Coming of Age in Shakespeare

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Psychology Press, 1997 - Literary Criticism - 248 pages
Marjorie Garber examines the rites of passage and maturation patterns--"coming of age"--in Shakespeare's plays. Citing examples from virtually the entire Shakespeare canon, she pays particular attention to the way his characters grow and change at points of personal crisis. Among the crises Garber discusses are: separation from parent or sibling in preparation for sexual love and the choice of husband or wife; the use of names and nicknames as a sign of individual exploits or status; virginity, sexual initiation and the acceptance of sexual maturity, childbearing and parenthood; and, finally, attitudes toward death and dying.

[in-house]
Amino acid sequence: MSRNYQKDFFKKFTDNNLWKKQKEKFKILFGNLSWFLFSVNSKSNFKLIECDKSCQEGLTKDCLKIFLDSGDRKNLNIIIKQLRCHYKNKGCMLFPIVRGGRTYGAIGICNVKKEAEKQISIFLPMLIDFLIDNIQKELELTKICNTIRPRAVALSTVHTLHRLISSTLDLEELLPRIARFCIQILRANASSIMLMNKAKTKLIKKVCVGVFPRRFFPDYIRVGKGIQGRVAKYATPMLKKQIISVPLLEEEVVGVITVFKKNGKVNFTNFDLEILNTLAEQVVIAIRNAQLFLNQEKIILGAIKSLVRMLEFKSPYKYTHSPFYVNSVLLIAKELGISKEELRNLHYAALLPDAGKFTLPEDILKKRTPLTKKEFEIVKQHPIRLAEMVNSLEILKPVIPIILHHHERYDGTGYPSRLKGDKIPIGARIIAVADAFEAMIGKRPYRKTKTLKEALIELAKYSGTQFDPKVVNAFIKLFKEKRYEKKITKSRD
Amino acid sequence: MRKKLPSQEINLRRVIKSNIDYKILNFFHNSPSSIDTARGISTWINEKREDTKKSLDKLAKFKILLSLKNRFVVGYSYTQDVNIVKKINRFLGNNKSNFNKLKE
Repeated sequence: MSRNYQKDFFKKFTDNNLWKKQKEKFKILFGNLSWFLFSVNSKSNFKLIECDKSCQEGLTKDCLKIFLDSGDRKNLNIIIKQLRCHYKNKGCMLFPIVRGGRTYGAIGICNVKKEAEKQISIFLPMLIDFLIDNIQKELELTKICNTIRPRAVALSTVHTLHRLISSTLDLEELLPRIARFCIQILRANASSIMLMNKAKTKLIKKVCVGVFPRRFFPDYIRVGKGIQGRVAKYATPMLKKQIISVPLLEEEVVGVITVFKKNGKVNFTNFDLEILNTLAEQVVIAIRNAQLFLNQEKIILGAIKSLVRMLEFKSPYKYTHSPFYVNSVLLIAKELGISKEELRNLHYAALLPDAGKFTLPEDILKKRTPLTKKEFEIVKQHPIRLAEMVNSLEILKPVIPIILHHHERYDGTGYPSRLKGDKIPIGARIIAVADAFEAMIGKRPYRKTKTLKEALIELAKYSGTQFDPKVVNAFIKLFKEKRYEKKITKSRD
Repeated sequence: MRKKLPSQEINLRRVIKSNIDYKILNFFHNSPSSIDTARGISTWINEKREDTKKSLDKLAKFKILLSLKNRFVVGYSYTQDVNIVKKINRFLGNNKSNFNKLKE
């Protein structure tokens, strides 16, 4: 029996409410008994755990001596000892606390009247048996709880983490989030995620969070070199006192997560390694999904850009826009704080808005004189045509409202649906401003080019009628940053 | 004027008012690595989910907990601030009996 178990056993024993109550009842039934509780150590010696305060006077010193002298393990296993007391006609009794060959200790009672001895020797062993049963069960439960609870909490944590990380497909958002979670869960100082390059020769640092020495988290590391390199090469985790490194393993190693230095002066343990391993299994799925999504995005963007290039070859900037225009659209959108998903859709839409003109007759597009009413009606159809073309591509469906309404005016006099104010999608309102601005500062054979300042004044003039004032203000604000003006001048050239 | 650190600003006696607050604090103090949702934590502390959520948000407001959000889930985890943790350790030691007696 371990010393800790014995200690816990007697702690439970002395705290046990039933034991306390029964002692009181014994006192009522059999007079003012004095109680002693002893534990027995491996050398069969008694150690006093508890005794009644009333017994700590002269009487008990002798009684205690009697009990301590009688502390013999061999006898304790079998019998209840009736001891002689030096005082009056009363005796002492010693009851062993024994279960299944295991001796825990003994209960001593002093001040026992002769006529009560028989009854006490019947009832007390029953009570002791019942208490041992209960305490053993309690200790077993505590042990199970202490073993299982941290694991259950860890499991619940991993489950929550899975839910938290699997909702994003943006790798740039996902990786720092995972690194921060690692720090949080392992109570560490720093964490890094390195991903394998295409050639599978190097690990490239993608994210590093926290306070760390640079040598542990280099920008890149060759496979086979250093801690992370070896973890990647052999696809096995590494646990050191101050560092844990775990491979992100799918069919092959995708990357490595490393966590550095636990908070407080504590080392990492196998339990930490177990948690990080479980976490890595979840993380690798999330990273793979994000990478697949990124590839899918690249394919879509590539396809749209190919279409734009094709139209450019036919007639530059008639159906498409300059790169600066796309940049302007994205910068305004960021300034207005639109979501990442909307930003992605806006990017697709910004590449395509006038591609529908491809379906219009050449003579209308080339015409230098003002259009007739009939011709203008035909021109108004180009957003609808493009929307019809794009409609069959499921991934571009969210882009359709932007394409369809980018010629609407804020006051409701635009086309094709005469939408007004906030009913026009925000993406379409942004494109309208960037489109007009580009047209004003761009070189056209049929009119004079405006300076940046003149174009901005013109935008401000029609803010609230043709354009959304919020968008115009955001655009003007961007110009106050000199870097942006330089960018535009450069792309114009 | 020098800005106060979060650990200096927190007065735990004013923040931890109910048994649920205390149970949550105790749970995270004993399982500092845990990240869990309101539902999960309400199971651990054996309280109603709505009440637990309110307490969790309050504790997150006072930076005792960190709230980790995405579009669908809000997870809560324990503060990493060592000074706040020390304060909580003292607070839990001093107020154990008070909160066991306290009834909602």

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Contents

SEPARATION AND INDIVIDUATION
30
NOMINATION AND ELECTION
52
DEATH AND DYING
213
Lenvoy
242
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About the author (1997)

Marjorie Garber is Professor of English and Director for Literary and Cultural Studies at Harvard. She is the author of Vested Interests and co-editor of Media Spectacles and Secret Agents, all published by Routledge.

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